Fundamentally the underlying principles of the protection of life in the Chapter 1 Article 2 of The Convention doesn't state explicitly that germ line cells, nor for that matter an embryo or fetus, are to be given specific reserved consideration. This has been tested at the European Court of Human Rights. Should national laws allow in-vitro research on embryos The Convention states in Chapter 5 Article 18 that they should "ensure adequate protection of the embryo" and that "the creation of human embryos for research purposes is prohibited." This is the general positioning at the European Human Rights level, as a result of the union of culturally diverse member states. As previously indicated, individual countries apply local Laws to their societal ethical positions, which they all do in regard to embryos/ESCs, genetics, IVF & fetal development, considering The Convention. Generally the principle of human rights & dignity extends to all human beings and for that the definition of a "human being" is central to The Convention's interpretation. The UN's Universal Declaration of Human Rights is similarly worded and looks to respect individual human rights, while leaving the question of developing life to individual societies.

With regard to cloning there was a specific Protocol added to The Convention in 1998, and enacted by other governing bodies internationally, as a result of the discussions surrounding animal cloning at the time. Specifically, The Convention states that "any intervention seeking to create a human being genetically identical to another human being, whether living or dead, is prohibited."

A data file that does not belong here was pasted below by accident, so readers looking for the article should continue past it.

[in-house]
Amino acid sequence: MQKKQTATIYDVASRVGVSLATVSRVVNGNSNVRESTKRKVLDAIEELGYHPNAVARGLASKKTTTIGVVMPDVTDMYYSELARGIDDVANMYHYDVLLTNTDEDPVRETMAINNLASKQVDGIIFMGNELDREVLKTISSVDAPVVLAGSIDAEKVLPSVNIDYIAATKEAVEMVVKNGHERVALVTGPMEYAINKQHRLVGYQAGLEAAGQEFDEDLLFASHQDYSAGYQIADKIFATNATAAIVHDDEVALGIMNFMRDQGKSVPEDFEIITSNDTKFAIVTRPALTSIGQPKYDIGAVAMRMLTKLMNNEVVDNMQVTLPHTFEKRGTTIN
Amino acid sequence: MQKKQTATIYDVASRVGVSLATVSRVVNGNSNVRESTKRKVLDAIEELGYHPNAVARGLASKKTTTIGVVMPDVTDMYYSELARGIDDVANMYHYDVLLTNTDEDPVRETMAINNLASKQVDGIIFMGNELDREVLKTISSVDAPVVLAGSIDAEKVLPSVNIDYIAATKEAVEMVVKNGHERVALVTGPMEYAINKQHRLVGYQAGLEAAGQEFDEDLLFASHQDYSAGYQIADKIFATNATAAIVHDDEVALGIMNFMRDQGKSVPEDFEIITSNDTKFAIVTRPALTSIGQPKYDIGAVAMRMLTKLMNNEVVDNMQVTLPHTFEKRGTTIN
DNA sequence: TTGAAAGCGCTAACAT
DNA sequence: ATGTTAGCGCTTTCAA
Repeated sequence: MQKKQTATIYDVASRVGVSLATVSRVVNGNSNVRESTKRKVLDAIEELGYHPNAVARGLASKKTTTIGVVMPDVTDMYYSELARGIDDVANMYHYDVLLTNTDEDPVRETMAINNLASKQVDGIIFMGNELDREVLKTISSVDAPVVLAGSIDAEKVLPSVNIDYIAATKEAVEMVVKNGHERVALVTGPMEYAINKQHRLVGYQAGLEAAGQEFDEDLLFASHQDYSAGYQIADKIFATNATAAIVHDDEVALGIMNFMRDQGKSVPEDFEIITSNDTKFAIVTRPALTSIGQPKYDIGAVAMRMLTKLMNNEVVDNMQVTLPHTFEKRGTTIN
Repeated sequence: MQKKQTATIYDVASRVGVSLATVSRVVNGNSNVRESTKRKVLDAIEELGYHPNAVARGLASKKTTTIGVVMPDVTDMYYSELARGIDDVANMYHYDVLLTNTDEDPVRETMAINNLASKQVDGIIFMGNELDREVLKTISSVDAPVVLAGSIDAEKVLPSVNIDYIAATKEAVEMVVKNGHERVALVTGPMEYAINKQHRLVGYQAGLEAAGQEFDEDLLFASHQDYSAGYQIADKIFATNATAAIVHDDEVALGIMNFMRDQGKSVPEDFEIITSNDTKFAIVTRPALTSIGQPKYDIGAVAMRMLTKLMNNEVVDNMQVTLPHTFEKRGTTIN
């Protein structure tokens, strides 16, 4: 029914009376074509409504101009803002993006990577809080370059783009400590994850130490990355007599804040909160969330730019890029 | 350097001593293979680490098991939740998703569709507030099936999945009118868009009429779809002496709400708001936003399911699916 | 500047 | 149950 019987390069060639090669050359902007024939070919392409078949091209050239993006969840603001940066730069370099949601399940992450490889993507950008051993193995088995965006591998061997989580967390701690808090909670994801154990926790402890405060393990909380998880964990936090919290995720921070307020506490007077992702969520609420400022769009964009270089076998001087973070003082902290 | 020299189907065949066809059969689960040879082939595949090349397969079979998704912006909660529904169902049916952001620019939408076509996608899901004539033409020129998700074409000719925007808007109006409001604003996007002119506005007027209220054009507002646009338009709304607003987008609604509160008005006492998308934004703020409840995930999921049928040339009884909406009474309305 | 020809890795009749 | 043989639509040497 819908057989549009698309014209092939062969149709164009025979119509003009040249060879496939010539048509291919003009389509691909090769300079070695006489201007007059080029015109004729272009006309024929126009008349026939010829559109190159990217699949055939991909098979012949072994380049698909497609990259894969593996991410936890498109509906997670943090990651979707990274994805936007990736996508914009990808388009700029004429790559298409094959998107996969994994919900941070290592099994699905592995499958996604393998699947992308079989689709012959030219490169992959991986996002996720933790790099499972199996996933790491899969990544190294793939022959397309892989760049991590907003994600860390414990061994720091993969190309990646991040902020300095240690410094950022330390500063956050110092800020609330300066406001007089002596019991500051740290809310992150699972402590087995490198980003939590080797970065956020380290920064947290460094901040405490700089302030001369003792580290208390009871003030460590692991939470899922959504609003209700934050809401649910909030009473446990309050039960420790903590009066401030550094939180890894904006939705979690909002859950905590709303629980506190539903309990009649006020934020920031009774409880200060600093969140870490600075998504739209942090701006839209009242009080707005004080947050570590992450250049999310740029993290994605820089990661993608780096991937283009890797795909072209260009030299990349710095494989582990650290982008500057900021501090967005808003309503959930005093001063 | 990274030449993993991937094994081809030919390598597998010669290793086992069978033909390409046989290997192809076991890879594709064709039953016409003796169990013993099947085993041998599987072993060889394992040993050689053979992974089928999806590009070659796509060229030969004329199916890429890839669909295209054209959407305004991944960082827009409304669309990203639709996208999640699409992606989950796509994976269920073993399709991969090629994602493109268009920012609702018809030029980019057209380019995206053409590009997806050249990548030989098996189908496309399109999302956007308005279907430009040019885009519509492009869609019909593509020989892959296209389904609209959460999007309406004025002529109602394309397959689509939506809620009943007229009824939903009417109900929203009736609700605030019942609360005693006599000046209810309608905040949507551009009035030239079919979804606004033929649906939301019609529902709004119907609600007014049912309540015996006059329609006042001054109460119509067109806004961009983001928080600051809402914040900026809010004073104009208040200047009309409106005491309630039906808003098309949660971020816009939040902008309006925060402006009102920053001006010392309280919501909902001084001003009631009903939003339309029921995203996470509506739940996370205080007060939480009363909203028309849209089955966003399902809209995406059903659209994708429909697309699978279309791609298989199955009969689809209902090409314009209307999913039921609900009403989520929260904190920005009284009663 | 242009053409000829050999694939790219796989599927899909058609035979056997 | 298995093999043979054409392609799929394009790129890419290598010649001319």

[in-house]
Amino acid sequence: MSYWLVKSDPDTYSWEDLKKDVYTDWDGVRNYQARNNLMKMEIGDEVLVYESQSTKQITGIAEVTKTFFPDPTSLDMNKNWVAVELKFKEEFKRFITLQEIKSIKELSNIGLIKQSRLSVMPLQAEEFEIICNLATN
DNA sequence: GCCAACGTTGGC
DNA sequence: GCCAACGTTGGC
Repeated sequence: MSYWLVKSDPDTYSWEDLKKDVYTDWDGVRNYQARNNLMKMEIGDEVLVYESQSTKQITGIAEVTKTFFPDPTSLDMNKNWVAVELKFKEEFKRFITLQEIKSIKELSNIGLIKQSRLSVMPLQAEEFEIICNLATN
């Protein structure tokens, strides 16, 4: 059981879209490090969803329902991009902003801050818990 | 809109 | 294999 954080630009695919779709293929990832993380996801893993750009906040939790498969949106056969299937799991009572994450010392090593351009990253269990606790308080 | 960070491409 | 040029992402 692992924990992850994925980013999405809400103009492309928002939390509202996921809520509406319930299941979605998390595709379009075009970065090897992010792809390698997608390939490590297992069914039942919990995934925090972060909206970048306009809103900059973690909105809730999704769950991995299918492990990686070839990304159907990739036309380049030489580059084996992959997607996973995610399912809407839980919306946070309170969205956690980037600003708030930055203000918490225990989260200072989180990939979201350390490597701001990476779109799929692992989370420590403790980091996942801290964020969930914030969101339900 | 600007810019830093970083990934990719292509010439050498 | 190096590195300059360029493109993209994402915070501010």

The objections to assisted reproduction by the Vatican or Christian Right may very well be subjectively valid, from their reasoned perspective, but that view, however correct or positioned to be morally sound, doesn't acknowledge nor properly address the very real practical issues inherent in today's advanced fertility, cell & genetic sciences. Many of the issues previously debated are being clinically applied with results. New ethical challenges and redefinitions are required by all as the science evolves, with appropriate regulatory & societal frameworks adapted, as necessary.
The fact that new technological advancements are being designed to address medical needs of those that suffer from, or may fall victim to, potentially treatable biological conditions warrants considered thought as to how best to unify behind the effort to achieve a host of goals in the process. Through public education and the application of successful next generation technology the substance and impact science can have on solving the very issues that divides opinion is possible.

The ethics of today will give way to the ethics of tomorrow, and so on - it's nature's way. Man plays his part in this cycle and uses what is available with intellect and inventiveness. Change is a process of adjustment and one could say that is the will of nature's law. The only unnatural aspect would be if man himself becomes defined as synthetic, which is, from this writer's perspective not the goal.